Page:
It’s been twelve years since the introduction of the first Mac mini. During these twelve years, there have been multiple updates and new models introduced with the last one in 2014. In 2011 the Mac Mini was updated with the power of i5 and i7 processors, and users started using it for the first time in a server capacity, namely as chat, web, mail servers. Then, 2012 Mac mini had exciting updates and demonstrated significant improvement in benchmarks from 2011. 2012 model is still very widely used since it was the last model with a quad-core processor.
When iOS development took off, Mac mini became the hardware of choice for app development because of it’s small form factor and the power it packs in this form. First, it was individuals developing iOS apps, then as the complexity of apps increased, the size of iOS development teams also increased. Teams started implementing DevOps and continuous integration and testing to keep up with the increased frequency of commits. Mac mini was again hardware choice for CI because teams could stack a bunch of these and get a build/test cluster going.
What’s happening now is that there is no end in sight for the richness of features you see in the mobile applications. “iOS First” philosophy still holds healthy for the majority of mobile application development. As a result, iOS development teams are finding themselves having to build more agile and flexible build and test infrastructure that can scale with the exponentially increasing number of UI regression tests, commit frequency, shorter update cycles and a gradually growing matrix of iOS device types.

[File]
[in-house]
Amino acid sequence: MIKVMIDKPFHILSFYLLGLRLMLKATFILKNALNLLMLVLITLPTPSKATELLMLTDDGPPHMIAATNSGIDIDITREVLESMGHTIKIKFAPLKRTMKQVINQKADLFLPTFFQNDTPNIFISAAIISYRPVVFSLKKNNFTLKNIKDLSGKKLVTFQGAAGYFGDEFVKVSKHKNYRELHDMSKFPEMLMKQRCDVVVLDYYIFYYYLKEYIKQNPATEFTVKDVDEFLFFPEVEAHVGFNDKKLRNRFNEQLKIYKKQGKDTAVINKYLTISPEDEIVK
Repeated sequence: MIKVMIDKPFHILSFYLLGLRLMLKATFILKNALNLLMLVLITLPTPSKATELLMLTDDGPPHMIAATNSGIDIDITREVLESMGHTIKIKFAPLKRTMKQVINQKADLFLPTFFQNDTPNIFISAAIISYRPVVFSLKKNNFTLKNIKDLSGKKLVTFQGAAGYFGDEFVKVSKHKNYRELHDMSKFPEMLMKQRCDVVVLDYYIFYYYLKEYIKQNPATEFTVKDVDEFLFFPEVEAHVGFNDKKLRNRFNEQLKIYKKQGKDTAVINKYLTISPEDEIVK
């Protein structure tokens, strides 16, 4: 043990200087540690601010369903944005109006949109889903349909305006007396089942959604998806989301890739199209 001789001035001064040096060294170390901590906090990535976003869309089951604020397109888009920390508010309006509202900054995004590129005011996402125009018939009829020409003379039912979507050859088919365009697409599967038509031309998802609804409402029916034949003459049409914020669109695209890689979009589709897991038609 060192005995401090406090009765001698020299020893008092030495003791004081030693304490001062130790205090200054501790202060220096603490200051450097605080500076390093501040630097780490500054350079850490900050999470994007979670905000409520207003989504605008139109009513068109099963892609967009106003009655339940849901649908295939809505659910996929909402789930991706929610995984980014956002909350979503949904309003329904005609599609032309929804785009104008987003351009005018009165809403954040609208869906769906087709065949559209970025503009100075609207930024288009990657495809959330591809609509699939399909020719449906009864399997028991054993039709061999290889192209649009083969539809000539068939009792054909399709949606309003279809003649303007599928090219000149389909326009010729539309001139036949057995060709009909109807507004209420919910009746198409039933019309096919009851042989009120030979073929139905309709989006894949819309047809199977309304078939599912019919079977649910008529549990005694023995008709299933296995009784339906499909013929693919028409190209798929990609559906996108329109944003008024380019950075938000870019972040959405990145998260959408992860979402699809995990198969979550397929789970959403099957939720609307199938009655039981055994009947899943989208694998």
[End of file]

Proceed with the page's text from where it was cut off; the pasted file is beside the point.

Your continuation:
In this blog, we will describe how you can configure your existing iOS build/test Mac mini hardware into a macOS cloud and operate CI in a docker like fashion.
- Instant start (quick boot) multiple macOS VMs on-demand from a suspended state to run jobs in parallel.
- Eliminate the complexity of SAN and other challenges associated with management of traditional virtualization platforms.
My example setup consists of 2 dual-core Mac minis. My CI system is Jenkins and I am using the Kickstarter open source iOS project to demonstrate build/test job example. If your CI tool is not Jenkins but some other on-prem tool like TeamCity or hosted tool like Buildkite or Gitlab, contact us to get more details on integration. We are working to release more pre-packaged integrations with other CI tools.
Start by signing up for Anka Build 30 day trial software at www.veertu.com. You will receive an email with links to download the following Anka Build modules.
Anka Build package – Mac application package which you will install on your Mac minis. Anka Build package is the virtualization hypervisor (lightweight 41MB package).
Anka Controller – This is the Anka Build macOS cloud management module packaged as an ubuntu docker container.
Anka Registry – This is similar to docker registry and is used to store and manage the macOS VMs and versions you build for your CI jobs.
Anka Build Jenkins Plugin – This is the pre-built plugin available for download from Jenkins plugin center to easily integrate with Anka Build macOS cloud.
Once you have installed all the above components, you should see the following:
Anka Build macOS cloud configured in your Jenkins master instance
Anka Build macOS cloud of 2 Mac minis(Data accessed through controller REST API)
Anka Build macOS cloud access to VM templates in Anka Registry
Anka Build Registry displaying versions of a VM template
Starting multiple iOS jobs to execute on the macOS CI cloud in Jenkins
Three VMs are launched from VM template and instantly started on a cluster of 2 Mac mini nodes
Displaying access through VNC to VMs launched on the Mac mini macOS cloud
- Scale the macOS cloud by joining new Mac minis with Anka Build package installed to the Controller.
- Use anka run to fully automate bootstrap/pre-configuration of build/test macOS VM templates. Check anka run documentation here.
- Configure macOS cloud on on-premise or hosted Mac minis.